A wonderful trip into Green's mindset, the beautiful and evocative nature of the album speaks on a personal level to those who have migrated or seen first hand the highs and lows that come from moving to another part of the world
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A successful career spanning the course of over 16 years is not something to be scoffed at in today’s music industry. With artists fading into the background as quickly as they spring to fame, maintaining a certain degree of relevance is becoming increasingly difficult. For Simon Green, aka Bonobo, his long lasting career is a testament to the ever evolving musical talents demonstrated time and time again over the years. In his sixth album, ‘Migration’, Green could possibly touch his widest audience yet, with a powerful and sensitive work of music.
As the title suggests, the album is thematically based in places, travel and moving to and from different corners of the globe. Green explains “It’s interesting how one person will take an influence from one part of the world and move with that influence and affect another part of the world. Over time, the identities of places evolve.” The album begins with a track laced in hope and a delicate playing of a ride cymbal. This progressively get louder and is joined by a more intense drum break as the track reaches its emotional climax. Unsurprisingly, hope is a reoccurring feeling throughout the album. A feeling that is present in everyone who migrates or travels to another part of the globe.
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The following song, ‘Break Apart’ presents a more solemnly emotive mood with Michael Milosh from RnB group Rhye delivering some hauntingly beautiful lyrics. “We’ve thrown apart these pieces/So I don’t go home”, depicts this mood that Green creates on the track with soft guitar arpeggios. In addition to this, the album features vocal contributions from Nicole Miglis, Innov Gnawa and Nick Murphy, all who have differing and distinctive inputs on the album. In particular, the track with Nick Murphy offers a 7 minute emotional journey over a minimal underlying beat, and is definitely a standout in the track list.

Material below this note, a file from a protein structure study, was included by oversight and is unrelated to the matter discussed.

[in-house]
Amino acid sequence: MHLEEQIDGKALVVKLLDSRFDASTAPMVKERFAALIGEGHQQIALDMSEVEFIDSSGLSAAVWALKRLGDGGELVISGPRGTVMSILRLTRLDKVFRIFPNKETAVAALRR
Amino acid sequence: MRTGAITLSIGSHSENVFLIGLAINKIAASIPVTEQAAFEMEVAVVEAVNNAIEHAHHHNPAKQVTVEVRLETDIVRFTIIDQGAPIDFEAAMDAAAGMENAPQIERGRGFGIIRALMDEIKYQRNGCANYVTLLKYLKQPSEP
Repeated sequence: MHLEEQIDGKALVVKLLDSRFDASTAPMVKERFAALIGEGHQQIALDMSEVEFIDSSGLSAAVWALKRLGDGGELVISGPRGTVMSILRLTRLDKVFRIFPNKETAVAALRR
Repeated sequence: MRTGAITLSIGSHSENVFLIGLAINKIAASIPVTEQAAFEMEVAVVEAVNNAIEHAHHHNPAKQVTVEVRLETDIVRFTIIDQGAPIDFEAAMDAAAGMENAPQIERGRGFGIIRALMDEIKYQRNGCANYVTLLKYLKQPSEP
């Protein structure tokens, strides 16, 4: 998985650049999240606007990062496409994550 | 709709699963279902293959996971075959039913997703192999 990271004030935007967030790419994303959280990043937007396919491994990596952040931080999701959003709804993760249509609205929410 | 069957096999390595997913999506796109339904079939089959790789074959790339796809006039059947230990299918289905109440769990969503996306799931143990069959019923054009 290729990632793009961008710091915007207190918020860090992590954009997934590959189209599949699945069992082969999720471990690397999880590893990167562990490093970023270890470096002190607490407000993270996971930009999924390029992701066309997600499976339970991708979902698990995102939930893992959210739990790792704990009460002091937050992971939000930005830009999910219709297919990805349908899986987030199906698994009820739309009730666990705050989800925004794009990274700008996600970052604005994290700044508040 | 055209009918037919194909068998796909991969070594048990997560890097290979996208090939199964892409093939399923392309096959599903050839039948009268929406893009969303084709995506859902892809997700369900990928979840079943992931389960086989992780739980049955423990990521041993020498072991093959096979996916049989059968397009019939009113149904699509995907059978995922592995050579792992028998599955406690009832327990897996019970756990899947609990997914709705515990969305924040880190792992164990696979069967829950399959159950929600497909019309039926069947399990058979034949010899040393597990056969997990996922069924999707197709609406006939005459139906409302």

The percussion, drum work and sampling is brilliant from Green once again, with tracks such as ‘Bambro Koyo Ganda’ and ‘Kerela’ being reflective of his years of experience in this musical realm. However, it is on the more atmospheric and ambient moments on ‘Migration’ that we hear some of his most unique work to date. Tracks such as ‘Second Sun’ and ‘Figures’ offer moments of pure bliss and beautiful string instrumentation. The ending of the album on ‘Figures’ fades into nothingness as the string section is slowly engulfed by reverb.
‘Migration’ stays true to itself thematically as Green takes us all around the world, to the different places where he started, worked on or finished the 12 tracks on the album. A wonderful trip into Green’s mindset, the beautiful and evocative nature of the album speaks on a personal level to those who have migrated or seen first hand the highs and lows that come from moving to another part of the world.